Keith Sanford Live Loopstation Immage

People may know Keith Sanford as the mild-mannered Baylor psychology professor who studies romantic relationships. But when the muses beckon, he can transform into a jazz singer, keyboard player, drummer, or even live loop station performer. His jazz standards might fit the traditional romantic style of Frank Sinatra, whereas his live loop station performances are an eclectic mix of electronic jazz and classic rock.

He began playing drums and piano in the seventies growing up in Boulder, Colorado. In the early eighties, he moved to Hollywood California and attended a music school located on Hollywood Boulevard two blocks from the famous Chinese Theater. There, he studied techniques for playing drums in odd rhythmical time signatures with Ralph Humphrey, a former drummer for Frank Zappa. Subsequently, Keith played drums for several rock bands based out of the Los Angeles area. He also spent a few years touring the Western United States and Canada playing big-band style show music for several three-ring circuses. He got his singing debut at a circus performance in a stadium with tigers and elephants when the scheduled singer suddenly quit, someone needed to sing the closing song, and Keith was handed the microphone. In the nineties, he began expanding his musical repertoire, studying music theory and vocal performance at Los Angeles Valley College, and then later at Seattle Pacific University.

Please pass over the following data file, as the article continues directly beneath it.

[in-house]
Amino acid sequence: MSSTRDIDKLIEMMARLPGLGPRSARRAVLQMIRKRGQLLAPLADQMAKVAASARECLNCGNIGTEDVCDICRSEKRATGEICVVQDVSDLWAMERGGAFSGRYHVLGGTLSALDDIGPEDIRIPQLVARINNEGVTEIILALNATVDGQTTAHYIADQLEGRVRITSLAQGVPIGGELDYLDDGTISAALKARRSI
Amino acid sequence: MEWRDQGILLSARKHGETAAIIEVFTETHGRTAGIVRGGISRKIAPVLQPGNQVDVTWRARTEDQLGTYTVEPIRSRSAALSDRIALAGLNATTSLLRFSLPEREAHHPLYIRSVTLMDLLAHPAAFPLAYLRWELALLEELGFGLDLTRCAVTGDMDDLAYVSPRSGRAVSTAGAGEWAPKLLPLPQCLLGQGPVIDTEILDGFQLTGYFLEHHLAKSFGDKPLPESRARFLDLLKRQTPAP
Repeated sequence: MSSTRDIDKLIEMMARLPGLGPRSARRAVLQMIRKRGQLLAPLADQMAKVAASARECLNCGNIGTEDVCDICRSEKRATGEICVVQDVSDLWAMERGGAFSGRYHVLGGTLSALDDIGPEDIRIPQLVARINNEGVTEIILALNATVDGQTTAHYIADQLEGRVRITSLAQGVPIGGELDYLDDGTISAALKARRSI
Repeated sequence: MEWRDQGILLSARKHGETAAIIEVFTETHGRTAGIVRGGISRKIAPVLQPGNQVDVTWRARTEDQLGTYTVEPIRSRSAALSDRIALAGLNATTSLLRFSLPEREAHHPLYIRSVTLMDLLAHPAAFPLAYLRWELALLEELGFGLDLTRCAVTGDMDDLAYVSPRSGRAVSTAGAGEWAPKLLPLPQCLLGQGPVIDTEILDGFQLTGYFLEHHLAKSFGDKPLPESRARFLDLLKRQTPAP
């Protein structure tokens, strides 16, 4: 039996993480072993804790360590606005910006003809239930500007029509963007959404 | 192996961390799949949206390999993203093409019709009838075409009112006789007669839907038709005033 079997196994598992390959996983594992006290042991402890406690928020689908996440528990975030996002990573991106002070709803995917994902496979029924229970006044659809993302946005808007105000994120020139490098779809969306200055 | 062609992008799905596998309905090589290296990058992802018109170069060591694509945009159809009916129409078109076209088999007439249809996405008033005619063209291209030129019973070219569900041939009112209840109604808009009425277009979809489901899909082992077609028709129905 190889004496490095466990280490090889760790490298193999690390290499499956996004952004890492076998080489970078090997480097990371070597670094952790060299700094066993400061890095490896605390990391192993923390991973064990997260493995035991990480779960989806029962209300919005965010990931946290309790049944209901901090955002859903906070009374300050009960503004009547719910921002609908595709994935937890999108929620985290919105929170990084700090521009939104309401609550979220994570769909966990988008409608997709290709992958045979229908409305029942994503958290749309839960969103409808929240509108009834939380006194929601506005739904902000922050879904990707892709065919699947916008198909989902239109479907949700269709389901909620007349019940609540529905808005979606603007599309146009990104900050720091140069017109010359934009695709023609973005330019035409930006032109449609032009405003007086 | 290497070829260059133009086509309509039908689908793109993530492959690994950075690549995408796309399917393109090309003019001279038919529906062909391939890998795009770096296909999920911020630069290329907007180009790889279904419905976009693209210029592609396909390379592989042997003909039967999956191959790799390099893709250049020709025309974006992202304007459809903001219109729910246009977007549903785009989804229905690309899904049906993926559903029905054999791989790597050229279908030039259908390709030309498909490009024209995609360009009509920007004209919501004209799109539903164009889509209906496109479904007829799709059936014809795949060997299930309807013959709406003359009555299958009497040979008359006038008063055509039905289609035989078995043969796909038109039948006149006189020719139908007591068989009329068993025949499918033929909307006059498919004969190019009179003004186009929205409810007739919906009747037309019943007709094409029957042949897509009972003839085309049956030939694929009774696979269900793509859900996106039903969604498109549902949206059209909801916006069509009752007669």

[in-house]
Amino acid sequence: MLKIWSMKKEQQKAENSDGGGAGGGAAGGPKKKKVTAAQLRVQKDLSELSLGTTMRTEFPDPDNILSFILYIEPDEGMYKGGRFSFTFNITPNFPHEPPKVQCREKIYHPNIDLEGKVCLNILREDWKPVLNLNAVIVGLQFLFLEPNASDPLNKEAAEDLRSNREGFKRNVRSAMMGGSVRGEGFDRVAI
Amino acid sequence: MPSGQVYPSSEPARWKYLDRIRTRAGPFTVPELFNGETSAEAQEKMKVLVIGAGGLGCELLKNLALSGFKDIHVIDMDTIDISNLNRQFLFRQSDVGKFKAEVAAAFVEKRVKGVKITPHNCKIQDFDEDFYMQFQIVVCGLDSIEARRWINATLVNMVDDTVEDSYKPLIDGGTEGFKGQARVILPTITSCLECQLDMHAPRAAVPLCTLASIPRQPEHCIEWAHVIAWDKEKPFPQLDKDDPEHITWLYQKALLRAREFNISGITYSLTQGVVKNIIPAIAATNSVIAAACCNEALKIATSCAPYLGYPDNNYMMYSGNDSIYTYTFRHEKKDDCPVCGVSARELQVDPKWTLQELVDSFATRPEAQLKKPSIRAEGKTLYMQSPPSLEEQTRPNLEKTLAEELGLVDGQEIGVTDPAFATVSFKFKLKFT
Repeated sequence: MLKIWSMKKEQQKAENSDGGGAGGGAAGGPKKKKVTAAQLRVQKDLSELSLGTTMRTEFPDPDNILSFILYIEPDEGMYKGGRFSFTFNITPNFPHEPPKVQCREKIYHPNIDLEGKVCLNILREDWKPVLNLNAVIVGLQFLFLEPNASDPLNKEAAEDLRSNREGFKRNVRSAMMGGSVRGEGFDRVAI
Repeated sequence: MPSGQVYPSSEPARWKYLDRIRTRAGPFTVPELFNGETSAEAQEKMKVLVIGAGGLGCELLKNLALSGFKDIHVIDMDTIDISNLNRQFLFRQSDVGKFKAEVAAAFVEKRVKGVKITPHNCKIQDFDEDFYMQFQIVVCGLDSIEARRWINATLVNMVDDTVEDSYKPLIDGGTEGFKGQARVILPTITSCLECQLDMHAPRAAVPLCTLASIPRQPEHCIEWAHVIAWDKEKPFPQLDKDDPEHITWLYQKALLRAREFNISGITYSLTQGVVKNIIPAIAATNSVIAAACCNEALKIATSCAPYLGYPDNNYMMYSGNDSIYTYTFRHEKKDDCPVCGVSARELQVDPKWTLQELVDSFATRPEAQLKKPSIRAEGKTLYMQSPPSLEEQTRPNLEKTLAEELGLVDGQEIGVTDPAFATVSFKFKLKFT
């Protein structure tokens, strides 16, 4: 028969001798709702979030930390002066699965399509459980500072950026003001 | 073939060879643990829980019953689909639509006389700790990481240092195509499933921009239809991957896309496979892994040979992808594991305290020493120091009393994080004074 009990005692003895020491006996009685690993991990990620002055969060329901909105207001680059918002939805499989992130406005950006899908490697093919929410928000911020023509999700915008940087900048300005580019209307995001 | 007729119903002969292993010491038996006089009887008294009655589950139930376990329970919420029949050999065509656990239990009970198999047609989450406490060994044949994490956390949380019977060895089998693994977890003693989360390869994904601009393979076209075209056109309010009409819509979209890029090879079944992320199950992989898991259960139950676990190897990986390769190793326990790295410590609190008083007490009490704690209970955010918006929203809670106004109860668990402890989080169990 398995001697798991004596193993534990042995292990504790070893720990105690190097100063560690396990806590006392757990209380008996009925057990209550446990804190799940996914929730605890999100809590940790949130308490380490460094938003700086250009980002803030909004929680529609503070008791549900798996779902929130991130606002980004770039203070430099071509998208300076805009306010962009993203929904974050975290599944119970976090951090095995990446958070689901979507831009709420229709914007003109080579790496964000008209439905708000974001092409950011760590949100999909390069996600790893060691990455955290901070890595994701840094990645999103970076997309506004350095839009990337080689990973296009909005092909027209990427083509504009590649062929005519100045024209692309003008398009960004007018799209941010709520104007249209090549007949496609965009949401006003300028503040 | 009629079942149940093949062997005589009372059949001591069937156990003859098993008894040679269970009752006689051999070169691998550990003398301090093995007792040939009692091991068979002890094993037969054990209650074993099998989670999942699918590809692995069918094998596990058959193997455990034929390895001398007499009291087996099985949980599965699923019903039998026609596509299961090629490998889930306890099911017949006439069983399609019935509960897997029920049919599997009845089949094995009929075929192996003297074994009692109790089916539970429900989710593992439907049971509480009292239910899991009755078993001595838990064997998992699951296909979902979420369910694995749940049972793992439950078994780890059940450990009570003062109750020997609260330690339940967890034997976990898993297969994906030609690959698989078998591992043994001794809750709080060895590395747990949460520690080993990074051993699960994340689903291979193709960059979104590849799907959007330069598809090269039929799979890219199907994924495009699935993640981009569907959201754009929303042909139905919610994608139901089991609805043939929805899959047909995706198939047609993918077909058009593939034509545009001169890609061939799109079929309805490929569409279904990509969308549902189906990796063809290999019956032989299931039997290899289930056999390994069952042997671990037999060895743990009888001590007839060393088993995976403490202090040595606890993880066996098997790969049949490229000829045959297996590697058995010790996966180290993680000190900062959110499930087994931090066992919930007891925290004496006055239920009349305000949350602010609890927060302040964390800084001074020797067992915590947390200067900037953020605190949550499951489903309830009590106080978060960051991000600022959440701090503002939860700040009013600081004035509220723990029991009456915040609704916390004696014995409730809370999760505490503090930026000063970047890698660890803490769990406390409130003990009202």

Then, for several years, Keith strayed from music into academics, getting a degree in clinical psychology from Michigan State University, launching a research program studying communication in married couples, and joining the faculty at Baylor University. But soon, music called him back once more, and he began writing and recording music in his home studio. His venture into loop station performance began in 2013, when he acquired a new five-channel loop station system that had just been released to the market. Now, he sometimes uses this novel, technology-based approach to live music. Other times, he simply sits at a piano and sings. But always, there is a distinctive rhythmical quality to his music that comes from his roots as a drummer.